What has been called by at least two people a rant in my first review, both publicly and privately, was only my expression of how captivated I am by the cross of Jesus Christ. And anyone offended by the preaching of the cross, which is what that was, should examine themselves according to 2 Corinthians 13:5 because the preaching of the cross is offensive, according to 1 Corinthians 1:23,
But we preach Christ crucified, unto the Jews a stumblingblock, and unto the Greeks foolishness;
Finally, I commented in my first review concerning this statement made in the introduction of Jesus Manifesto:
“The world likes Jesus; they just don’t like the church. But increasingly, the church likes the church, yet they don’t like Jesus.” (p.xxii)
Messrs. Sweet and Viola rather echo the sentiment of Dan Kimball’s 2008 book, They Like Jesus But Not the Church. Their statement is what led me to write what I wrote in my first review; and I stand by it even now. Hate me if you will. Shun me if you must. Yet, this statement in Jesus Manifesto and the title of Mr. Kimball’s book indicate that Messrs. Sweet, Viola and Kimball may possibly have a different view of the cross of Christ than I do; that is, a different view than what I believe the Bible presents.
First, with regard to the quote above: “The world likes Jesus; they just don’t like the church.” The world doesn’t like Jesus. The world hates Jesus (John 15:18-19).[ii] Likewise, the world hates the church (John 15:18-19).
Now, the second sentence in the quote above: “But increasingly, the church likes the church, yet they don’t like Jesus.” If the church doesn’t like Jesus, then they are NOT the church. I’m not merely speaking of the Emergent Church or Emergence Christianity; I’m speaking of any gathering that call themselves evangelical Christians. I repeat: if they don’t love Jesus, they are not the church of Jesus Christ! In Matthew 10:37-38 Jesus said,
He that loveth father or mother more than me is not worthy of me: and he that loveth son or daughter more than me is not worthy of me. And he that taketh not his cross, and followeth after me, is not worthy of me.
This is the major reason I wrote what I had with regard to Leonard Sweet’s and Frank Viola’s apparent minimizing or marginalizing of the atoning death of Jesus Christ.[iii] If their view of the “church” is such that they believe those considered to be genuine Biblical Christians are those that do not like Jesus, then perhaps they have a misunderstanding of the importance of the atoning death of Christ. Granted, there are tares that grow up among the wheat. Certainly, the totally depraved condition of fallen men is such that many of us who are indeed saved do not esteem Christ as we should. Yet, the scriptures proclaim, “We love him, because he first loved us” (1 John 4:19). How do we know that God loved us? We know it by the atoning death of Jesus Christ: the greatest manifestation of God’s love, just as the words of the Lord Jesus express, “For God so loved the world, that he gave his only begotten Son, that whosoever believeth in him should not perish, but have everlasting life” (John 3:16).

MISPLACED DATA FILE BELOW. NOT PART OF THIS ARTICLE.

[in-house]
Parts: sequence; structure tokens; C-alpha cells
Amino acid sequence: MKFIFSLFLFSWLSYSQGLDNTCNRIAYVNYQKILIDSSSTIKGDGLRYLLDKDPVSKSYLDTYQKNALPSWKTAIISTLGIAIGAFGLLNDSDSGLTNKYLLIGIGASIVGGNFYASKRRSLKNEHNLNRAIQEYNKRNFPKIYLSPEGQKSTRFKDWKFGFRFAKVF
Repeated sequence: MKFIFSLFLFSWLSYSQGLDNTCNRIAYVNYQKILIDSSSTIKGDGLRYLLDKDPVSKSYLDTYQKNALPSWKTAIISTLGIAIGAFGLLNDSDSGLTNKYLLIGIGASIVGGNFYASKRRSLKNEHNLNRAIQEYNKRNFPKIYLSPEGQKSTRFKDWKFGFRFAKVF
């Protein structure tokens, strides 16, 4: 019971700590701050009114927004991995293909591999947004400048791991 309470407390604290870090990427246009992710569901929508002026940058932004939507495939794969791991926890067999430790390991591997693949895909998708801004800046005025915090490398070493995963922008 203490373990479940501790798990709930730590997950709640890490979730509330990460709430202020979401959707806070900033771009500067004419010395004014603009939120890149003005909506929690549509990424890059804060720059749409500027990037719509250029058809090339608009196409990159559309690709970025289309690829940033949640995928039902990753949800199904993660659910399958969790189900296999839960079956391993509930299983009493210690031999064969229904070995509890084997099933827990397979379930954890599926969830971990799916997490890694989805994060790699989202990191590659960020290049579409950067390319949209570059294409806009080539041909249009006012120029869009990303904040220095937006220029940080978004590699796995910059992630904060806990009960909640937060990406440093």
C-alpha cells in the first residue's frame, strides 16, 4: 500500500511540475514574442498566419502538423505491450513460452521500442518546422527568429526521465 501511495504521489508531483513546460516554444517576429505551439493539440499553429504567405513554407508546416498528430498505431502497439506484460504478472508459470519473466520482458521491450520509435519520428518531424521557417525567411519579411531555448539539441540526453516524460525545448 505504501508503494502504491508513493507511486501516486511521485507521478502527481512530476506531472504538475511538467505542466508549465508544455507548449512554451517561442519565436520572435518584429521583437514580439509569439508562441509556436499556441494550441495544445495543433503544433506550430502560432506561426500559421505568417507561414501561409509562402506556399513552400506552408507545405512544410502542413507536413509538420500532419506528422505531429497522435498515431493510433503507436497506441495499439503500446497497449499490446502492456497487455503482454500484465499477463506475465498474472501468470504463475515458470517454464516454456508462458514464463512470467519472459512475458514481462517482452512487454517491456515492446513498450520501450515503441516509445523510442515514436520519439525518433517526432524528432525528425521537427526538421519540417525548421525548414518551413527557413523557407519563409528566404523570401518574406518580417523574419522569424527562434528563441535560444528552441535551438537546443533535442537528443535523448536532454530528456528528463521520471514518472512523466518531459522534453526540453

If we are not reconciled to God by the atoning death of Christ upon the cross, then we have no foundation to base anything spiritually. Charles Spurgeon opened a sermon at the Metropolitan Tabernacle with this statement in 1886,
“The heart of the Gospel is redemption and the essence of redemption is the substitutionary sacrifice of Christ. They who preach this truth of God preach the gospel in whatever else they may be mistaken— but they who preach not the Atonement, whatever else they declare— have missed the soul and substance of the Divine message.”
I agree. My only boast, and my only reason to glory and rejoice, is because of the atoning death of Jesus Christ, as it is written,
But God forbid that I should glory, save in the cross of our Lord Jesus Christ, by whom the world is crucified unto me, and I unto the world. —Galatians 6:14
Okay, having said all that, here’s my recommendation:
Read the book. Eat the meat. Stay away from the Introduction. Push the bones aside. Discern all that is said, and absolutely everything for that matter, by the light of scripture, including my blog and sermons.
[i] This review was written May 10, 2010 to post automatically on May 28, 2010.
[ii] I believe I know what Dan Kimball was trying to convey; that the world is not attracted by the evangelistic witness that comes from the church. Yet, that is only a guess because I haven’t read Dan Kimball’s book; nor do I care too because the title is just that bothersome to me. If I am correct in my presumption (and granted I may not be), then his premise for evangelism is pragmatism rather than the power of the preached Word of God through the efficacious work of the Holy Spirit.
[iii] I say “apparent” because that’s how it came across to me having read the statement, “The world likes Jesus; they just don’t like the church. But increasingly, the church likes the church, yet they don’t like Jesus.” on page xxii of the Introduction. Someone may object and say, “That’s not what they meant.” Well, all I can say is, that’s what they wrote.